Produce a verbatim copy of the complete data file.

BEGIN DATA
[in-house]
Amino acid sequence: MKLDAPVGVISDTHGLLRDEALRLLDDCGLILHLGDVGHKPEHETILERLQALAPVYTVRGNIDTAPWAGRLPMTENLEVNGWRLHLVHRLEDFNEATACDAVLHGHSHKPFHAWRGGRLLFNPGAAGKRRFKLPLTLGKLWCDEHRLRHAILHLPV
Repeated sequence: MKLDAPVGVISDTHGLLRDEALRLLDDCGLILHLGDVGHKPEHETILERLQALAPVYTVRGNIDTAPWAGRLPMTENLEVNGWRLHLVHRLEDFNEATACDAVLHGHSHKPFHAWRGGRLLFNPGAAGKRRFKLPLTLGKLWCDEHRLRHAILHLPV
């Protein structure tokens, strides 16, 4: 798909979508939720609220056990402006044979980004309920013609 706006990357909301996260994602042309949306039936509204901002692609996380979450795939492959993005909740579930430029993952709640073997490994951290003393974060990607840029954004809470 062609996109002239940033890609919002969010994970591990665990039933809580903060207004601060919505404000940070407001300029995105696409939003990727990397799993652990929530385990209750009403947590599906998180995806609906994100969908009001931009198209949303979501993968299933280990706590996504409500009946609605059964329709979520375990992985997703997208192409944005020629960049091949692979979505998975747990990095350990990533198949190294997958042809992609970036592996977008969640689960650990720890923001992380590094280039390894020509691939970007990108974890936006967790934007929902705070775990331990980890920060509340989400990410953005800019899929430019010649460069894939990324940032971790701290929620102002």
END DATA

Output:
[in-house]
Amino acid sequence: MKLDAPVGVISDTHGLLRDEALRLLDDCGLILHLGDVGHKPEHETILERLQALAPVYTVRGNIDTAPWAGRLPMTENLEVNGWRLHLVHRLEDFNEATACDAVLHGHSHKPFHAWRGGRLLFNPGAAGKRRFKLPLTLGKLWCDEHRLRHAILHLPV
Repeated sequence: MKLDAPVGVISDTHGLLRDEALRLLDDCGLILHLGDVGHKPEHETILERLQALAPVYTVRGNIDTAPWAGRLPMTENLEVNGWRLHLVHRLEDFNEATACDAVLHGHSHKPFHAWRGGRLLFNPGAAGKRRFKLPLTLGKLWCDEHRLRHAILHLPV
């Protein structure tokens, strides 16, 4: 798909979508939720609220056990402006044979980004309920013609 706006990357909301996260994602042309949306039936509204901002692609996380979450795939492959993005909740579930430029993952709640073997490994951290003393974060990607840029954004809470 062609996109002239940033890609919002969010994970591990665990039933809580903060207004601060919505404000940070407001300029995105696409939003990727990397799993652990929530385990209750009403947590599906998180995806609906994100969908009001931009198209949303979501993968299933280990706590996504409500009946609605059964329709979520375990992985997703997208192409944005020629960049091949692979979505998975747990990095350990990533198949190294997958042809992609970036592996977008969640689960650990720890923001992380590094280039390894020509691939970007990108974890936006967790934007929902705070775990331990980890920060509340989400990410953005800019899929430019010649460069894939990324940032971790701290929620102002």